Server-specific message ID


Subject line of the e-mail message


Additional information for some event types


Starting date/time


Ending date/time

To perform a search using the Message Tracking Tool, launch the Exchange Management Console, navigate to the Toolbox pane, and double-click “Message Tracking”.  After a brief check for updates you’ll be able to go to the Welcome Screen, where you can enter search parameters to begin looking for messages in the tracking logs.  While you are constructing your search a box at the bottom of the tool shows you the Get-MessageTrackingLog command which will be used to perform the search.

To perform a search using the Get-MessageTrackingLog cmdlet, searching the server EXCHANGE01 for messages sent from to, sent between 12/3/2009 and 13/3/2009:

To perform the same search and return only the first 100 matching records:

If you are using Exchange 2007 SP1 you must be delegated the Exchange View-Only Administrator role to use the Get-MessageTrackingLog cmdlet.  If you are using Exchange 2007 RTM you need to be delegated the Exchange Server Administrator role and be a member of the local Administrators group on the target server.

Working With the Search Results

Once you have a search which returns the results you need, you may want to convert those results into other formats, perhaps to use for reports or to provide information to others.  PowerShell includes built-in cmdlets for re-formatting output data, and those can be used in conjunction with the Get-MessageTrackingLog cmdlet.  For the ‘Recipients’, ‘RecipentStatus’ and ‘Reference’ properties it’s necessary to convert the data so that it appears in the output files.

To convert the results to CSV format you can pipe the search command to the Export-CSV cmdlet.  This command will create a CSV file called C:\Temp\SearchResults.csv, exporting all the available fields:

This command will create a CSV file including only the timestamp, event ID, sender, recipients, and subject line:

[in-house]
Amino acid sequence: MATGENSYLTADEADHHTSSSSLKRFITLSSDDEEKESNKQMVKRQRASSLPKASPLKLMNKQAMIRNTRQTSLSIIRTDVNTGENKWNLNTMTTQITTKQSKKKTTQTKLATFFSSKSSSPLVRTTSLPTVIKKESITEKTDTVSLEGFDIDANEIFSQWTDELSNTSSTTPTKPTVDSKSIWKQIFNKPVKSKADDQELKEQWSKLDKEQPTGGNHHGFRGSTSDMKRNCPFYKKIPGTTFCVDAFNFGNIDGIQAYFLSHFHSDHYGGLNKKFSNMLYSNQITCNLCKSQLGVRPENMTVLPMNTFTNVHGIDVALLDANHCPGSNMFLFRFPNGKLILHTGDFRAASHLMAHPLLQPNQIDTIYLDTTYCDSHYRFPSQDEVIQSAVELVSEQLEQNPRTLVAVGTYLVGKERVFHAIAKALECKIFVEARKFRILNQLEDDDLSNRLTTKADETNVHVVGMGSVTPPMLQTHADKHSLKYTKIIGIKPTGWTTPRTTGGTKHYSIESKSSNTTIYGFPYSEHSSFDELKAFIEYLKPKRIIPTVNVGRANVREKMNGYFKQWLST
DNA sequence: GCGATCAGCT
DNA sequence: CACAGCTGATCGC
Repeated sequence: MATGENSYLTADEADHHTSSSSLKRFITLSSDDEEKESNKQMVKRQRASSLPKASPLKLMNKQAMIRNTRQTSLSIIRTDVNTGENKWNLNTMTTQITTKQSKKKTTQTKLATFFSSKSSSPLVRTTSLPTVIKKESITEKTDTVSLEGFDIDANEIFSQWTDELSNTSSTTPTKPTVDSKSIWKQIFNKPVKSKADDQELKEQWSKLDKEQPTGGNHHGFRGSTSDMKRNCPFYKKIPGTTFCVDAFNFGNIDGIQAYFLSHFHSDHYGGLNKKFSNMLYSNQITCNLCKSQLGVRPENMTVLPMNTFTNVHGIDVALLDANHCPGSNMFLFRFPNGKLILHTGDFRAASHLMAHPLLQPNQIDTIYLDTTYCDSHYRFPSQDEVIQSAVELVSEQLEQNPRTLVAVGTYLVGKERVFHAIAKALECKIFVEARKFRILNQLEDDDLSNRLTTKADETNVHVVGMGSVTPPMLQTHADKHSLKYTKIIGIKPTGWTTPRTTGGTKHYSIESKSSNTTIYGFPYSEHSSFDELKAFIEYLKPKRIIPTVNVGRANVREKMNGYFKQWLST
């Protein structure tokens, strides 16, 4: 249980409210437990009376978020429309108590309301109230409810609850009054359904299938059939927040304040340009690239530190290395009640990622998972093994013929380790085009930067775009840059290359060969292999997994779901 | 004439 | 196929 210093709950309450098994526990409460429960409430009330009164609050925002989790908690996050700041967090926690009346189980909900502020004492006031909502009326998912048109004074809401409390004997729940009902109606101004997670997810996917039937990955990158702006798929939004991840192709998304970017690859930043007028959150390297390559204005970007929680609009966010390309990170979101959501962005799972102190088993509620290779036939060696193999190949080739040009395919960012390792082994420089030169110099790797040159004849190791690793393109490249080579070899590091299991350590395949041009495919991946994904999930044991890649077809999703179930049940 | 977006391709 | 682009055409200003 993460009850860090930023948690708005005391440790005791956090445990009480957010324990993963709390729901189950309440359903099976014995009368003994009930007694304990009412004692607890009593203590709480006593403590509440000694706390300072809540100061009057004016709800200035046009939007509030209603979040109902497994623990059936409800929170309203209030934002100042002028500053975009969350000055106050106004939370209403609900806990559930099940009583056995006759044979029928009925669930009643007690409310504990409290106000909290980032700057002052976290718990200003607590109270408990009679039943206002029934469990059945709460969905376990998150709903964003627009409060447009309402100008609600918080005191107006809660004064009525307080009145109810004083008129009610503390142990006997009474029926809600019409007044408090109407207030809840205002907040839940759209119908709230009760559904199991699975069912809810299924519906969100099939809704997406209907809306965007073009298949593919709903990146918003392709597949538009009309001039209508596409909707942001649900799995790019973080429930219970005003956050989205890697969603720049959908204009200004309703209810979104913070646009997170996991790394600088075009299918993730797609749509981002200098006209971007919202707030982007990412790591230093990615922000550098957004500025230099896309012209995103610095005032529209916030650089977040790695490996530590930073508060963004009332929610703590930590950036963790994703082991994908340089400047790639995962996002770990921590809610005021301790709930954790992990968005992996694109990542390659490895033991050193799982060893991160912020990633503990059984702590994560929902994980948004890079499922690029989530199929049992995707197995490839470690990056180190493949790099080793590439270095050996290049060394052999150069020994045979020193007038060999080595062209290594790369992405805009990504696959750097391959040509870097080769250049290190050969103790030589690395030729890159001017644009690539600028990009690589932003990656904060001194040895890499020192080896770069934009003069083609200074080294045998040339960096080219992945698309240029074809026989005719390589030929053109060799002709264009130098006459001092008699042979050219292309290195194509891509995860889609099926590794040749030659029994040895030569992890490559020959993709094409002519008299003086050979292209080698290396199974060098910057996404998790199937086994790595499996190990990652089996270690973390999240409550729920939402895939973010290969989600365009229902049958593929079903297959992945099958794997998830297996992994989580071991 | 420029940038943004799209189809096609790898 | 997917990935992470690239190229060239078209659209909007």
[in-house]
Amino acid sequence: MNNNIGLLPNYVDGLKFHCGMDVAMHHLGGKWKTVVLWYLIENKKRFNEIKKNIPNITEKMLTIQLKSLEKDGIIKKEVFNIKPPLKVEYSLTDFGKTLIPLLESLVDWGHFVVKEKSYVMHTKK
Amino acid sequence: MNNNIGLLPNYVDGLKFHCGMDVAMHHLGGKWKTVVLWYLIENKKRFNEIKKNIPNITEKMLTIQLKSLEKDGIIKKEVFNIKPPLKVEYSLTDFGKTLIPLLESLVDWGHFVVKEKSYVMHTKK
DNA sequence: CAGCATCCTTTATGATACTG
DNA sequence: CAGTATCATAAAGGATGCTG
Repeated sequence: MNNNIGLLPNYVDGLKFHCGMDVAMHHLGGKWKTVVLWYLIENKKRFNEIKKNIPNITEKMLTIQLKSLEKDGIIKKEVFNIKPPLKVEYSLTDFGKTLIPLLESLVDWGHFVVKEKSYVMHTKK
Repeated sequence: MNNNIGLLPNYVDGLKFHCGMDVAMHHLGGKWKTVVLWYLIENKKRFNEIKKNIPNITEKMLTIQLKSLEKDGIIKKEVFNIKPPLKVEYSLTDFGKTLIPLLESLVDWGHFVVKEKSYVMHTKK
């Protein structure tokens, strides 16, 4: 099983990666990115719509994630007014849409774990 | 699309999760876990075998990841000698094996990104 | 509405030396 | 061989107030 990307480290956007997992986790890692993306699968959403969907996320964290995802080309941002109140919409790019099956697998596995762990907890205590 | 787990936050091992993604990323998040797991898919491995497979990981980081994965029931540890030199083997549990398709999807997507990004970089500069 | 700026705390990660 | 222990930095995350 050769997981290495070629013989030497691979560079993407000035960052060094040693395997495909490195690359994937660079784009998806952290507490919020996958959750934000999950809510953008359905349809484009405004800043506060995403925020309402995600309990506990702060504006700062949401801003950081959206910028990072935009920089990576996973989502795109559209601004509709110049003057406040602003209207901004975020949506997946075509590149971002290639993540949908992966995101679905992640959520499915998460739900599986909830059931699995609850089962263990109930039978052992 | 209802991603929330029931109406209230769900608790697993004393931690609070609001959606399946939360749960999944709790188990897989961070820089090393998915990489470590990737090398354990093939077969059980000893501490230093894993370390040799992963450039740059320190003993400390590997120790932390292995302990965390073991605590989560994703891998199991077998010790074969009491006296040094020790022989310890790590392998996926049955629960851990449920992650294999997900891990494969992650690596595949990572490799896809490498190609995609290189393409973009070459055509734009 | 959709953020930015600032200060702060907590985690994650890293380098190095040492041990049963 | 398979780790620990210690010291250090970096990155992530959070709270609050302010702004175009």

Alternatively, to convert the results to HTML you can pipe the search command to the ConvertTo-HTML cmdlet.  Use this command to export the results to an HTML file showing the timestamp, event ID, sender, recipients, and subject line:

Advanced Searches

PowerShell scripts can be used to do some interesting manipulation of the message tracking log data.  Here are a few examples of what can be done without much effort.

Searching across multiple servers

Get-MessageTrackingLog only searches the message tracking logs of one server.  To search the logs on multiple machines we need to use a few lines of PowerShell code.

First, get the names of all the Hub Transport servers:

Then pipe them into a Get-MessageTrackingLog command, in this case looking for all email with the subject line “Important news” sent on March 13th.

This will return the message tracking information from all the hub transport servers in the Exchange organisation.  As with regular message tracking log searches, it’s possible to output this data to a reader-friendly HTML file.

Reporting on e-mail messages sent and received yesterday

Using PowerShell scripts it’s possible to use the message tracking logs to create reports.  This example will get the messages sent and received on the previous day for a group of mailboxes in a specific database.

The script works by finding all mailboxes in the DB1 database on the Exchange server EXCHANGE01, and searching the message tracking logs to find mail any RECEIVE and SEND events.  The Get-Mailbox command can be easily modified to find a different group of mailboxes or changed to return distribution groups or contacts.  The script could also be modified to search across multiple servers.

More information on configuring and managing message tracking and searching message tracking log files can be found on Microsoft TechNet: